Non-crystalline polymer networks, whether swollen or not, may exhibit interchain structuring effects due to incompatibility of various parts of the chains (e.g., backbone-side chain or blocks along a copolymer chain). Also, the network-formation process may lead to inhomogeneously crosslinked networks, possibly resulting in micro-phase separation. The complete polarized light scattering envelope provides structural information on the basis of the Rayleigh-Debye approximation in terms of either correlation functions or specific models for the structure. Small angle data can be utilized in conjunction with Gaussian correlation functions to obtain the scattered intensity at zero angle. This quantity yields the extent of polarizability fluctuations — sometimes relatable to fluctuations in crosslink density — as well as the mean anisotropy per volume element — sometimes relatable to regions of mesomorphic order. Wide angle data may reveal the existence of a more specific structure than that implied by Gaussian correlation functions. A comparison of the experimental data with calculated scattering patterns for specific models of the structure then becomes useful. Recent studies on various networks (poly saccharides, gelatin, poly vinylalcohol, hydrophilic poly methacrylates and poly urethanes) will be used to illustrate the above concepts.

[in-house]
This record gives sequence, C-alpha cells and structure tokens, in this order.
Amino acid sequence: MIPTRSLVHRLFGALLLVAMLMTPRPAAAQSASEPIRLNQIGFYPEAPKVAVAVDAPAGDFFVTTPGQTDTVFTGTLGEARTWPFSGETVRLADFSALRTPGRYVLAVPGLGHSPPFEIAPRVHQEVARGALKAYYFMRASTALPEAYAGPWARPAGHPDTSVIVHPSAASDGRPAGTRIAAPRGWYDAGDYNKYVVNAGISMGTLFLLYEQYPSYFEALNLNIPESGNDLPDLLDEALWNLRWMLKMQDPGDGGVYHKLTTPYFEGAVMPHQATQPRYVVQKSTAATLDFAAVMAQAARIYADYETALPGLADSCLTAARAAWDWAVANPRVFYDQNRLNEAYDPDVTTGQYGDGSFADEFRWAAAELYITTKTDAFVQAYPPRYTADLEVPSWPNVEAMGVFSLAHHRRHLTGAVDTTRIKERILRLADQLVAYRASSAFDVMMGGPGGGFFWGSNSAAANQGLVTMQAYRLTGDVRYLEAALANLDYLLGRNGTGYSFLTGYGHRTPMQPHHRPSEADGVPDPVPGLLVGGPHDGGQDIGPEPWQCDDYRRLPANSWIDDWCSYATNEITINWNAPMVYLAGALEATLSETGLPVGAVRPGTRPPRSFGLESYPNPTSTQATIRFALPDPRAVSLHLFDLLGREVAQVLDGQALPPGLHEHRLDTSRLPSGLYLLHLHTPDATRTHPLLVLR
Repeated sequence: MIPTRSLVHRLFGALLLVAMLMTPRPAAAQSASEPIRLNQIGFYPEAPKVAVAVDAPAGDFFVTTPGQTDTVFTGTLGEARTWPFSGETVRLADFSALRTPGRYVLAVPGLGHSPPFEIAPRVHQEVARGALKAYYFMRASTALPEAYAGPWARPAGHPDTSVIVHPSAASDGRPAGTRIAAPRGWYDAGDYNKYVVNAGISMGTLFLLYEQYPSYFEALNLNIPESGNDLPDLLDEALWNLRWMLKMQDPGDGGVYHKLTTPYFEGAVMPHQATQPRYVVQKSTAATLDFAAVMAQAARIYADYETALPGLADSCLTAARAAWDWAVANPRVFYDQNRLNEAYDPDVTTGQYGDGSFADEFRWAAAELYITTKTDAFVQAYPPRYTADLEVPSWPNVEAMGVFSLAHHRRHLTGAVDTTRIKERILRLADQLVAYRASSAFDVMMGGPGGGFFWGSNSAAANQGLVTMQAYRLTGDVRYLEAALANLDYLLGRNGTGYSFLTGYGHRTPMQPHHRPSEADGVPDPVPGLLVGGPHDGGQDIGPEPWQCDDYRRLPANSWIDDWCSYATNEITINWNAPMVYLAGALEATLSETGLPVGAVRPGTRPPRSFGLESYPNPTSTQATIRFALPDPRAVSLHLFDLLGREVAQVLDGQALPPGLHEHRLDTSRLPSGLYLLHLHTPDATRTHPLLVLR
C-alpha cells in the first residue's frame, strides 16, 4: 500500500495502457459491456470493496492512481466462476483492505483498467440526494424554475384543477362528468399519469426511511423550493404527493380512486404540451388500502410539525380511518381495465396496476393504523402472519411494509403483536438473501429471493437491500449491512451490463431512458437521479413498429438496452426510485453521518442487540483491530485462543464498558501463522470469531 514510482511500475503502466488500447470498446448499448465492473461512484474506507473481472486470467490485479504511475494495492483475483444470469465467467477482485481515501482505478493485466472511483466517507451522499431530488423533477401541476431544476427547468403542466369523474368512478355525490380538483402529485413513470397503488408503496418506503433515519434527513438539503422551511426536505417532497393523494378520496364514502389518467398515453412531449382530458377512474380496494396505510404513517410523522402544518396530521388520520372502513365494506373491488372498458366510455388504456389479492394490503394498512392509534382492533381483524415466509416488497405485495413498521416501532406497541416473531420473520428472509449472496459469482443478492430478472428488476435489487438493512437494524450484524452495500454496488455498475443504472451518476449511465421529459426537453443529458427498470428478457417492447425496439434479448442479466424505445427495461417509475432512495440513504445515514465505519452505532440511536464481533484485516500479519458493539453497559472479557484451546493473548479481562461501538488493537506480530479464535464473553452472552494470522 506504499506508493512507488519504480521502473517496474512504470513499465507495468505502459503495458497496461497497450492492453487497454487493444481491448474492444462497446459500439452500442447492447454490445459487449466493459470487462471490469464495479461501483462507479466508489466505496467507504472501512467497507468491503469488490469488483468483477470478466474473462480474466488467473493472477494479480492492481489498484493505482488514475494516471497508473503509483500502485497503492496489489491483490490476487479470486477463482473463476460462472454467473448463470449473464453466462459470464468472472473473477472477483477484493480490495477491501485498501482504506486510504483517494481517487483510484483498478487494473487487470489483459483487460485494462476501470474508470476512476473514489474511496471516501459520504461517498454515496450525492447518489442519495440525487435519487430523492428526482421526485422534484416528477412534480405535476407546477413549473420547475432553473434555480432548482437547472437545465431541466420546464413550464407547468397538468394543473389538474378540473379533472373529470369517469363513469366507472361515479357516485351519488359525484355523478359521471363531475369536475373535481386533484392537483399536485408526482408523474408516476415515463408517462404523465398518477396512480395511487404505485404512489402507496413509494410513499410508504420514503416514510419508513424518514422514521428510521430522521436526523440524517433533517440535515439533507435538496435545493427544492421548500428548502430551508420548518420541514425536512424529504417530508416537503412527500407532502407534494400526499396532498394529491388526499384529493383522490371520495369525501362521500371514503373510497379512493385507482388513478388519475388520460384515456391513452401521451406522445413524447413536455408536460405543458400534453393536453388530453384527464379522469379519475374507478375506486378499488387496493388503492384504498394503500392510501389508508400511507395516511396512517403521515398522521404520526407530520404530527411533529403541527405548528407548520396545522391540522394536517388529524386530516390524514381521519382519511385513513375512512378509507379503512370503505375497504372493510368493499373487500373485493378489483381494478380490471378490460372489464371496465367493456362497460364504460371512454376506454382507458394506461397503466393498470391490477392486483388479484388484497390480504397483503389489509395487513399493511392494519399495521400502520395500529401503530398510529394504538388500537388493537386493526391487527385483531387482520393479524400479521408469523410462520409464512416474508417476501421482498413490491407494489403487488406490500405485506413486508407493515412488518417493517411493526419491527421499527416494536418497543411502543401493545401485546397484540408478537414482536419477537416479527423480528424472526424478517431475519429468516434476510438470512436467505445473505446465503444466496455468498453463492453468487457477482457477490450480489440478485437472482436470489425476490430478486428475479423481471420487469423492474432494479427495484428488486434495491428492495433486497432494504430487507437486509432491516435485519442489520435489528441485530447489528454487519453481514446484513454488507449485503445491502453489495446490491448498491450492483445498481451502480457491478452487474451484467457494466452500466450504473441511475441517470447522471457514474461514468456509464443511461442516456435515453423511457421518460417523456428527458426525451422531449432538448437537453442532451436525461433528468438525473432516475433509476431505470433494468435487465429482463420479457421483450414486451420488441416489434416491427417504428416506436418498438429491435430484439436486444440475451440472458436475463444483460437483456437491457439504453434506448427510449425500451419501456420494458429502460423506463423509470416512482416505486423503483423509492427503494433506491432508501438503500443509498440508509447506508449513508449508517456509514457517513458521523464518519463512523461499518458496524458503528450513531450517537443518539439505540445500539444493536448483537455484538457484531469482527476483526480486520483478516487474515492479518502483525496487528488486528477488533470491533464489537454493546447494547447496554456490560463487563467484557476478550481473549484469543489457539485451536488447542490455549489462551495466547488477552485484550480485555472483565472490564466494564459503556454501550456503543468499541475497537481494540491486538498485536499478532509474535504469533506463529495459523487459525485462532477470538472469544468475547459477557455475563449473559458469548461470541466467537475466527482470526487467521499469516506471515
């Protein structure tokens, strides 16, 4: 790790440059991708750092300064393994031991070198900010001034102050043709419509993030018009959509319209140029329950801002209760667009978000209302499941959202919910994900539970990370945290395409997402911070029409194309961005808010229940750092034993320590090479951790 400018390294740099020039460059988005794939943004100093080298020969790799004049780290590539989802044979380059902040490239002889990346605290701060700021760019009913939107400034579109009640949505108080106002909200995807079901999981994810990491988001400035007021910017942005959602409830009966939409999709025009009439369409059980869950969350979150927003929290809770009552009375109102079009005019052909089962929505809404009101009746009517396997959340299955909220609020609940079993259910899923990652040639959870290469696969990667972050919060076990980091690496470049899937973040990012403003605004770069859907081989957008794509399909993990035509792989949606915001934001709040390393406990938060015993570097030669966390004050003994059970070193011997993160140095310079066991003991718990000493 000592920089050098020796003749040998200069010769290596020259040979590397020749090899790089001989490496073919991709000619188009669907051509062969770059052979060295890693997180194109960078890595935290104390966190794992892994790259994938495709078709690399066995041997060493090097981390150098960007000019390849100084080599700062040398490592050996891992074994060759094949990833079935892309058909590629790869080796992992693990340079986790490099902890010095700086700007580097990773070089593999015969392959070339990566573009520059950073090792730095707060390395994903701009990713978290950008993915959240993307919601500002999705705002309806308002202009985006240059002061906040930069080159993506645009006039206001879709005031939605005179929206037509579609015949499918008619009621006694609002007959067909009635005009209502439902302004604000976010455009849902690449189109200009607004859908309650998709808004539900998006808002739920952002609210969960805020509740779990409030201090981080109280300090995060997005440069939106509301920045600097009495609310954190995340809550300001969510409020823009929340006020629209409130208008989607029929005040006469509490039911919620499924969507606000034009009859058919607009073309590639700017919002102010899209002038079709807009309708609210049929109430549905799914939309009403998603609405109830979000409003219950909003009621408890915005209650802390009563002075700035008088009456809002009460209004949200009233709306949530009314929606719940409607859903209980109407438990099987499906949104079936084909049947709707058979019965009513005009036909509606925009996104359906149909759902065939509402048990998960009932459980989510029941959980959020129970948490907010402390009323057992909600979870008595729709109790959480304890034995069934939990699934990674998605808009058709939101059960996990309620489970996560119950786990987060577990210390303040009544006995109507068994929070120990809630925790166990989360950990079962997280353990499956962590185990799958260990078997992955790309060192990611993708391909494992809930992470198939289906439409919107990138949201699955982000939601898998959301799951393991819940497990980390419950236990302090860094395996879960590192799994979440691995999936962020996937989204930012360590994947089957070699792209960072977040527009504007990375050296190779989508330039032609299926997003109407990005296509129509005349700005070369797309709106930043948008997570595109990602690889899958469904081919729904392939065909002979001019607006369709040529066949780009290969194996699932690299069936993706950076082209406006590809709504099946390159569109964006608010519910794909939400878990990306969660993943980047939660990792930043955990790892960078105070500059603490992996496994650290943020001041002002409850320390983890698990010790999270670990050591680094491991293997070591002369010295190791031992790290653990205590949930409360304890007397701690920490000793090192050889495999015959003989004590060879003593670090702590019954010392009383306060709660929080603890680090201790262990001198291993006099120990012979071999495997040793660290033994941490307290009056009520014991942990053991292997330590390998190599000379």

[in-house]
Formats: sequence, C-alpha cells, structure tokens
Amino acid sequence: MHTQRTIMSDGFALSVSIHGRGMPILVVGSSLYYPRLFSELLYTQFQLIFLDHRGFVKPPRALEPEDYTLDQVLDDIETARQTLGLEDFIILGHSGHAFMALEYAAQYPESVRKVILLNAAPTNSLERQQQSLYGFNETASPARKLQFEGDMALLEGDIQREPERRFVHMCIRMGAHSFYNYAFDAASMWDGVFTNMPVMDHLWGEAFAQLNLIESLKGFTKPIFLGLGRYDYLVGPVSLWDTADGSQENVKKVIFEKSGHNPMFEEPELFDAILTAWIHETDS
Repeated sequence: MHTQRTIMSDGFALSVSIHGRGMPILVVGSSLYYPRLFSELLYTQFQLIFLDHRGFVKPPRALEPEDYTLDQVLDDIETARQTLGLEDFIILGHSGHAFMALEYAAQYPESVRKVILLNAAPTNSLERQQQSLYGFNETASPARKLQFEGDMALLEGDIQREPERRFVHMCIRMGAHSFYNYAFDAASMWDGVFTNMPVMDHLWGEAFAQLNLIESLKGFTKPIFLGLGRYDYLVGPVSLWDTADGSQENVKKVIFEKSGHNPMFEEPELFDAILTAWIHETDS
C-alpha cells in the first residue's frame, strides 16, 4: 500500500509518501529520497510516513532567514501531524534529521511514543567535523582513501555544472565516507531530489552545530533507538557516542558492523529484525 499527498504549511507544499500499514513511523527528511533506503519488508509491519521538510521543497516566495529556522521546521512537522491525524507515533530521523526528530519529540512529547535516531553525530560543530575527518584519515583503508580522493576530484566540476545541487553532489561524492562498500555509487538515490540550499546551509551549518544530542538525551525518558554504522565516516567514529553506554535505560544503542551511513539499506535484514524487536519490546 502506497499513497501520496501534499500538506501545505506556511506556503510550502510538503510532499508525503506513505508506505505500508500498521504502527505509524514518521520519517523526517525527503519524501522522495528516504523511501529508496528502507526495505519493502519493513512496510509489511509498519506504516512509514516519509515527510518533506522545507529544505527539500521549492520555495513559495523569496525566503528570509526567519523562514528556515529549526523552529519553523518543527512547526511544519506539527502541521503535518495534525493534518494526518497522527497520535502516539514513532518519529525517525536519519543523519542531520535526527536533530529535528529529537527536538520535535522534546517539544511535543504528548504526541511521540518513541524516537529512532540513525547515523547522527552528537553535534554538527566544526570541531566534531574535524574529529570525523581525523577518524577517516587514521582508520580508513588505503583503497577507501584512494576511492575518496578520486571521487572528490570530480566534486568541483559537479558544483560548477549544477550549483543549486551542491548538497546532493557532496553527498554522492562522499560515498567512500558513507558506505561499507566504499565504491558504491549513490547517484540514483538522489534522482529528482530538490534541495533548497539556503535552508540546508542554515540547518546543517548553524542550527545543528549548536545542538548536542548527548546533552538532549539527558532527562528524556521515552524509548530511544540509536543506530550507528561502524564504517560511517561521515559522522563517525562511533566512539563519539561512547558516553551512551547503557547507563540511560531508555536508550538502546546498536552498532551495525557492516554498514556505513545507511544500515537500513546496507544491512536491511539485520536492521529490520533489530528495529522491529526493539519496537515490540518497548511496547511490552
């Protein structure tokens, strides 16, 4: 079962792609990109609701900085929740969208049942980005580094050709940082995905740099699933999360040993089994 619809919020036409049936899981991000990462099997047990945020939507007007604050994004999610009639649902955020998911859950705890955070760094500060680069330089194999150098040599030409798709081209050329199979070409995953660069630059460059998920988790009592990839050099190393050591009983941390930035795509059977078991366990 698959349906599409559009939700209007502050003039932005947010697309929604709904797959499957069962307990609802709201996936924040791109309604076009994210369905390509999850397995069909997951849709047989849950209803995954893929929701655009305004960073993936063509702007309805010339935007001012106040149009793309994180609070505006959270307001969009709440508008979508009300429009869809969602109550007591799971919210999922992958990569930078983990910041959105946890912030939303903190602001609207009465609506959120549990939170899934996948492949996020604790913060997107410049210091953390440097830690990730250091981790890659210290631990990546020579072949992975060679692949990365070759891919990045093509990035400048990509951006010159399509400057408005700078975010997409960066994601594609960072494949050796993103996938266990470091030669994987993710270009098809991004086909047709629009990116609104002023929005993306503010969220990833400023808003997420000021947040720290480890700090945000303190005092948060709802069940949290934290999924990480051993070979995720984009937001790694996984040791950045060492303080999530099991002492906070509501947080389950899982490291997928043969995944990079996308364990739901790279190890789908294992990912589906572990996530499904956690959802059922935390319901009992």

KeywordsLight Scattering Polymer Network Crosslinking Density Urethane Link Rayleigh Ratio
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